Since it was raining this morning, we rearranged some plans and Anna and I went trail riding this afternoon. To my knowledge, this was only Calli’s second trail ride. We got her to do a small water crossing and did some canter work in a nice open field. She did very well and Anna and I were able to enjoy the afternoon out.

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Musical horses?

This week has involved a number of horse rides, but few on the normal mount pairings. On Monday, I did a trail ride with the kids – Alex on Devil, Vicki on Precious, and Amanda with me on King. Tonight, I went for a run with Amanda in the jogging stroller and came home to Vicki trotting around bareback, Alex riding King, and Anna on Precious. Amanda actually is happy riding with anyone that will let her up, and Alex thinks it is tons of fun to ride with his little sister. When they were on King together, no matter how much Alex kicked, King wouldn’t move until I let him know it was OK to walk around.

I guess it’s good to build confidence on different horses!

Farewell to Turbo

Today Turbo left us. While we still had longer we could keep him on trial, there were a few specific issues that led us to realize he wasn’t the right long term horse. For now, instead of seeking a new horse, we are going to ride King and focus on more lessons for Rob on advanced school horses.

Just another non-stop weekend building and improving the farm

Since the base was having a “big drill” last week, the Nautilus Museum was closed Thursday and Friday so I had the day off.  Of course, we are always behind on the list of farm projects, so it seemed like a great time to catch up (a little).  In fact, I have yet to meet a farmer who feels everything is just right and caught up on their farm…

The biggest project for the weekend was goat fencing.  I hired 2 high schoolers to work for me Thursday, Friday, and Saturday because I needed the extra hands.  My neighbor Tim has a large backhoe that he brought down to remove a couple of stumps for me.  After that, I put up 1 long stretch of fence to create a corridor between the horses and goats.  Now we can easily go back and forth across the bottom of the property.  Of course, that 12′ wide by 180′ long corridor can also be used as a grazing area for ponies, calf, etc.  Then I built a fully contained by field fence kid area inside the goat pen.  I’ll explain why.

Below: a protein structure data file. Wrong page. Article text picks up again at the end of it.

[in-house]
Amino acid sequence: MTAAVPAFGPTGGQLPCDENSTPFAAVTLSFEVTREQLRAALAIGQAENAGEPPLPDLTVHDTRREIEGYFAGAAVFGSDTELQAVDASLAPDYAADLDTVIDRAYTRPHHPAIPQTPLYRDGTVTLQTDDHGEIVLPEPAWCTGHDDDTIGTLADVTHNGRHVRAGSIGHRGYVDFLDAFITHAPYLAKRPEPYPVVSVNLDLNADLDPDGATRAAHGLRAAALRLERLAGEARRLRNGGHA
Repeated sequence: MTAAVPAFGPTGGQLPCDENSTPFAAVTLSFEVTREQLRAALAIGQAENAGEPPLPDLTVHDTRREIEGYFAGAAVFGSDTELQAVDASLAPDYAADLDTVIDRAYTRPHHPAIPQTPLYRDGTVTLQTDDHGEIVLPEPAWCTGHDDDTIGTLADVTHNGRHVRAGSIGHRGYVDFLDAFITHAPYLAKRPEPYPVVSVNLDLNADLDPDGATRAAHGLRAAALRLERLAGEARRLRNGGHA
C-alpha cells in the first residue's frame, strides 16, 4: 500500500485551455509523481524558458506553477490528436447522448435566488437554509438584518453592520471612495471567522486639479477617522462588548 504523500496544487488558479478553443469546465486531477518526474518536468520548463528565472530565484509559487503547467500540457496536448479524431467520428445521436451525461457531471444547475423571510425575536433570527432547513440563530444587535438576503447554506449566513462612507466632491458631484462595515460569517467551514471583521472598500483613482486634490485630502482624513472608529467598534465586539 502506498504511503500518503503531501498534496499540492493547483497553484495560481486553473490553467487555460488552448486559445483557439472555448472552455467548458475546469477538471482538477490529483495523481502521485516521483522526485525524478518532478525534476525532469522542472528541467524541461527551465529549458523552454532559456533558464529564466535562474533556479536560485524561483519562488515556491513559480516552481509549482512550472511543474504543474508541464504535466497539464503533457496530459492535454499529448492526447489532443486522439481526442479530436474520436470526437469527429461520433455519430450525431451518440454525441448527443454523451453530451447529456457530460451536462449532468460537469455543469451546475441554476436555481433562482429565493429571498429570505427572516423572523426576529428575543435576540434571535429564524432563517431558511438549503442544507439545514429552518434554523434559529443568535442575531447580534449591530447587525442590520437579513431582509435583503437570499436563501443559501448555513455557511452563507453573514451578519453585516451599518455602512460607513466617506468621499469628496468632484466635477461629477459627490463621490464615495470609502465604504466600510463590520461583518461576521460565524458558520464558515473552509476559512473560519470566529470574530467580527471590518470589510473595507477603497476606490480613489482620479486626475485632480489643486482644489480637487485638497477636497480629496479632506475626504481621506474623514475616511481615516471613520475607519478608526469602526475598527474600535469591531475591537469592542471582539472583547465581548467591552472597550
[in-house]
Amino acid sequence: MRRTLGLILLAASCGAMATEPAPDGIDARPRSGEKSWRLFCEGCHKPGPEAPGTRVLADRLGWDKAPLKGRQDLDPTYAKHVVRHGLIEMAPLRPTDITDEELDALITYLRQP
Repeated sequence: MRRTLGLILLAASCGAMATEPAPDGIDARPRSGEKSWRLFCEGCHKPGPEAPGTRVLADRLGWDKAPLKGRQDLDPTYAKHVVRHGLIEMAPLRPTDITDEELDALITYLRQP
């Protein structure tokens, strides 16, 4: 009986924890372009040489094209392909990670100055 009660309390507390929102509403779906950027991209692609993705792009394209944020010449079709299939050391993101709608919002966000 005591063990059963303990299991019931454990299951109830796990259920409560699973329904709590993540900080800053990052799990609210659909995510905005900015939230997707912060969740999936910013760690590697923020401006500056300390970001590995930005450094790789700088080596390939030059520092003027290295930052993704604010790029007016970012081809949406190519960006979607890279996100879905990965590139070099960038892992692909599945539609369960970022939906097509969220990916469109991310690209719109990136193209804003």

When a doe has kids, the kids get all of momma’s milk for the first 2 weeks.  After that, we start to isolate the kids at night so we can milk the doe in the morning.  For Betty’s kids, we just locked them in the kidding stall at night.  However, since Maggie is due this week, we needed a better/larger solution.  Now, our 30’x30′ kid pen can be used as the overnight isolation area.  I’m sure it will get lots of other use too.

As I have discussed before, we like to recycle as much as possible.  I have previously posted about recycling pallets into goat shelters and chicken coops.  Last week when I went to get another load of pallets, I found out the moving company that supplies us is going out of business.  Bad news for them, but good for us because they are emptying out their warehouses.  That means I was able to get 4’x4′ wood crates and 7’x7′ shipping crates.  Add a recycled door, and what do you have?  How about a storage shed for the rabbitry.  Now all of the rabbit supplies, feed, hay, etc are conveniently located next to the cages (it just needs some paint).

Of course, we had people coming and going all weekend.  Some were here to buy chicks, while other were just here to meet us or catch up.  For example, we placed an ad in the North Stonington Bulletin Board classifieds.  Some neighbors a couple of miles away saw the ad and found our page.  It turns out they have a very similar mindset with slightly different focus.  Check out this blog to learn more about Morning Star Meadows Farms and their Icelandic Sheep!  You can also see what other blogs we like on the right side of our home page.

And there was one other little thing.  Turbo.  We were waiting to get serious about finding a new horse for me until we placed Cinder in a new home.  Well, on Wednesday Cinder went to a new home.  On Friday, I test rode Turbo.  And Sunday morning, I brought him home on a 30 day trial.  I never have been very patient.  Vicki approves.

It’s good to be crazy.